Occupation: Businessman
Fighting Style: Free Karate
A “businessman”. Sly, THQ. Very sly.

Kenny

Gang: Beach
Occupation: Body builder
Fighting Style: Pro Wrestling
A gigantic meatloaf of a man whose voice just happens to be a comically high-pitched shriek.

Calucag

Gang: Beach
Occupation: Surfer
Fighting Style: Free Karate
Of course Vs. has a Bruce Lee clone too, complete with a Game of Death color scheme for his 2P outfit. This one’s a surfer, though. He has a neat win pose where he balances on the ground surfboard-style while the camera shifts as if rocked by waves.

Mineo

Gang: Beach
Occupation: Street mime
Fighting Style: Aikido
Unfortunately, Mineo just uses the basic aikido moveset instead of pretending to be trapped in invisible boxes. The man has no respect for his art.

Kara

Gang: Beach
Occupation: Tattoo artist
Fighting Style: Baguazhang
Her style of baguazhang is actually lifted from Fighters’ Impact‘s Faraha, and her 2P costume is an oriental outfit similar to hers.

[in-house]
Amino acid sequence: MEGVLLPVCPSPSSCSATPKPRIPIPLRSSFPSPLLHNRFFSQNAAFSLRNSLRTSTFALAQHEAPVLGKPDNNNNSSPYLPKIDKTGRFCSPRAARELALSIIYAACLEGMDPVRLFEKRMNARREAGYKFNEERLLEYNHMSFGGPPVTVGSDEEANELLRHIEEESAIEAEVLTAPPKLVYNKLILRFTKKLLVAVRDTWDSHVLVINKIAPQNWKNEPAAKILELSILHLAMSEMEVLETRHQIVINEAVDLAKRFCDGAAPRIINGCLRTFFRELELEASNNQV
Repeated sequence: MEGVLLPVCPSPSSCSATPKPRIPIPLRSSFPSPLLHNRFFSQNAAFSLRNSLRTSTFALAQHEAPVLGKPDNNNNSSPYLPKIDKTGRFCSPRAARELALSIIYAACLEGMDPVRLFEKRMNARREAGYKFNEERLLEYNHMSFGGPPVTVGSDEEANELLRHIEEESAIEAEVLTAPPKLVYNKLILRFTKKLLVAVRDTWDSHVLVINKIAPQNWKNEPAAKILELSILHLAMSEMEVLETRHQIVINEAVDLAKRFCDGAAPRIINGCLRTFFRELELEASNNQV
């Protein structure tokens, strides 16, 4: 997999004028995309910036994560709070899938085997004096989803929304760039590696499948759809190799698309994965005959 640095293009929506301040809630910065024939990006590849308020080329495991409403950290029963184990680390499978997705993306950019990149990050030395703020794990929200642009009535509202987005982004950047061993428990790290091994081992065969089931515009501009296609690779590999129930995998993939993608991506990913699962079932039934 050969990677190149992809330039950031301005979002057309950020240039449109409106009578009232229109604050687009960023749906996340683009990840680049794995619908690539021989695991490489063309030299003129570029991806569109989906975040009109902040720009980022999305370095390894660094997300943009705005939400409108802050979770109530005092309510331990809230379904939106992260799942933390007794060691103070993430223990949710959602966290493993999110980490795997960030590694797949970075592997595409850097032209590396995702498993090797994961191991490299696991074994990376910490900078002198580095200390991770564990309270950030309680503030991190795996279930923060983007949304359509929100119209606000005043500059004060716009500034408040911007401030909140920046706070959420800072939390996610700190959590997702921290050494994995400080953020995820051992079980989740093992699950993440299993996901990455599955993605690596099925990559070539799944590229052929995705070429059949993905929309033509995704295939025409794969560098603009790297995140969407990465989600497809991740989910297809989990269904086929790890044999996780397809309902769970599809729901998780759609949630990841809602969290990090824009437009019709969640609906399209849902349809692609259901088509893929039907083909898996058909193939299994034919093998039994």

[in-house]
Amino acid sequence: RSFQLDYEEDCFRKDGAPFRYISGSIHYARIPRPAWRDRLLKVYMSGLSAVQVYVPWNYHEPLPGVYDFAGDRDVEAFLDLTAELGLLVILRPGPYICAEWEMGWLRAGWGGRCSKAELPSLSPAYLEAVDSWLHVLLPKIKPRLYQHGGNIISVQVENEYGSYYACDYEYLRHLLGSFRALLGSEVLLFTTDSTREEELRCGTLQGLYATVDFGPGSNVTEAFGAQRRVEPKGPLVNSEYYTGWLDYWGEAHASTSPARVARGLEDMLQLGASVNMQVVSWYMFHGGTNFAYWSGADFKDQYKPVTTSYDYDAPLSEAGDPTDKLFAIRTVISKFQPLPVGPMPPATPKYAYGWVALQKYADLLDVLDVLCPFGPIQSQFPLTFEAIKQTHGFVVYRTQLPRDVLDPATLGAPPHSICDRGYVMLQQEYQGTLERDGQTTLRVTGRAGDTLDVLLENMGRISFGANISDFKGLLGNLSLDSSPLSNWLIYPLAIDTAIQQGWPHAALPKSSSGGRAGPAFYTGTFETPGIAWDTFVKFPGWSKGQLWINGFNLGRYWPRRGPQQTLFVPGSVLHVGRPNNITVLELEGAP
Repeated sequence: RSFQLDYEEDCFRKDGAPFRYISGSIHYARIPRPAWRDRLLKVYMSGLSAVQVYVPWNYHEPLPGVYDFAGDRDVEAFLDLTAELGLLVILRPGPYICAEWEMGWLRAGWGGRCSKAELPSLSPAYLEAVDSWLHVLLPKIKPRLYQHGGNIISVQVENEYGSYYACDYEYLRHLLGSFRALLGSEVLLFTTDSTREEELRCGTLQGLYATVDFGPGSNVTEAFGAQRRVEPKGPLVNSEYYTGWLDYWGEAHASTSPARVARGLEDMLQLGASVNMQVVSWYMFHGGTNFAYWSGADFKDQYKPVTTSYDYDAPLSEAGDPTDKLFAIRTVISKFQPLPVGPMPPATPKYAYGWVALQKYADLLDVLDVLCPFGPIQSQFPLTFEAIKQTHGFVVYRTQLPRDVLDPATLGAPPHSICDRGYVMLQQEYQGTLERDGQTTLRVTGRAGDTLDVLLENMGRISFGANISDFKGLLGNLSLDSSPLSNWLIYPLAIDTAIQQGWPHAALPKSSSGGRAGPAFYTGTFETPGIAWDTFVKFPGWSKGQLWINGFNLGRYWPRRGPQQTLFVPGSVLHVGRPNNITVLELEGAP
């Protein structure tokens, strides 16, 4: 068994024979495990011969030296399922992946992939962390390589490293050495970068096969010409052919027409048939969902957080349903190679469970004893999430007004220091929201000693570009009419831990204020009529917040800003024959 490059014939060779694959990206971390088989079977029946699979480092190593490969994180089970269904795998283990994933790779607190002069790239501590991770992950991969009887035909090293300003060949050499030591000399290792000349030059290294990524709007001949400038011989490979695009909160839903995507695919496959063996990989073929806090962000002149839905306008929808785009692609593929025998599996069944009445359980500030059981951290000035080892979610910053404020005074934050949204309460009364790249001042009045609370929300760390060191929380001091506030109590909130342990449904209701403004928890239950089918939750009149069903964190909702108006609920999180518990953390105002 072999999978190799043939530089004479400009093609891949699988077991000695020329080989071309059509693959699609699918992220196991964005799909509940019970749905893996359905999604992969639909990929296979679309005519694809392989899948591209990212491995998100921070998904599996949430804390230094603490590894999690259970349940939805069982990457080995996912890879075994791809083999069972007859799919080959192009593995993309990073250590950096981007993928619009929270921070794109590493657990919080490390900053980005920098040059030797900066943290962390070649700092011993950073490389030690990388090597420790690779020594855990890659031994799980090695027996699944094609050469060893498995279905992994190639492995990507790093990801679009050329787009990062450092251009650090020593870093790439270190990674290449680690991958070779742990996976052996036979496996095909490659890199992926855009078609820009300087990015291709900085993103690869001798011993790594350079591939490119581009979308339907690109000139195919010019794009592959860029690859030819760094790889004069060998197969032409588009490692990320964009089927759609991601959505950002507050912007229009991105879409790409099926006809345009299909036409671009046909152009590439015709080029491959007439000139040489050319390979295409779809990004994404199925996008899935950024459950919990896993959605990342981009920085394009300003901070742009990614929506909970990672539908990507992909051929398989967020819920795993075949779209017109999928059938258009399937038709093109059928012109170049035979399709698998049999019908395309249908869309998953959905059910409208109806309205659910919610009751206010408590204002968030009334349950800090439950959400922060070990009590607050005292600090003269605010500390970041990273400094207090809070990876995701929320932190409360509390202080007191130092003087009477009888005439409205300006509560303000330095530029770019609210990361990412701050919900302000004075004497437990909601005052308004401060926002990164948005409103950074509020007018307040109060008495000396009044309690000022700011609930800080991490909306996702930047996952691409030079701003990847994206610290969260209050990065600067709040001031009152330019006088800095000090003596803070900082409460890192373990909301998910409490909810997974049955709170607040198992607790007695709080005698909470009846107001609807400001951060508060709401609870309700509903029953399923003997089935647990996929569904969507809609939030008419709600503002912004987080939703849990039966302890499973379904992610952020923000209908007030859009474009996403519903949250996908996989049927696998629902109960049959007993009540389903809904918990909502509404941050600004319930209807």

Harold

Gang: Campus
Occupation: Exchange student
Fighting Style: Baguazhang
See Kurtis Fujita’s comments for further details on his development. Ditches the blindfold in his 2P costume.

Kathleen

Gang: Campus
Occupation: Schoolgirl
Fighting Style: Aikido
Kathleen is the mandatory schoolgirl fighter, bringing both crippling joint locks and abundant panty shots.

Leath

Gang: Campus
Occupation: Cheerleader
Fighting Style: Martial Arts
Has a groin kick move. This is mentioned because there’s a bizarre YouTube fetish video tributeto it, proving that at least someone found the game enjoyable in their own way.

O’Doul

Gang: Campus
Occupation: Principal
Fighting Style: Baguazhang
Has a “kick me” sign perpetually hanging from his backside.

Ramos

Gang: Hood
Occupation: Rapper
Fighting Style: Street Fighting
His 2P costume gives him a painfully ’90s alternawhatever look and a Pop Will Eat Itself t-shirt for no obvious reason.

Jalil

Gang: Hood
Occupation: Recycler
Fighting Style: Taekwondo
Jalil is essentially a homeless taekwondo ninja with a Ronald McDonald color scheme, definitely breaking new ground in fighting game character concepts.

Thana

Gang: Hood
Occupation: Shrimper
Fighting Style: Taekwondo
Thana is completely indistinctive. He’s almost a Bruce Lee reference with his high-pitched yells and jumpsuit, but the game already has a proper one.

Paco

Gang: Hood
Occupation: Mechanic
Fighting Style: Street Fighting
There isn’t much to say about Paco, either. If the game had an actual story, his would probably deal with raising fight money to restore a sweet vintage hot rod. As it is, though, he’s just an angry guy with an unfortunate haircut.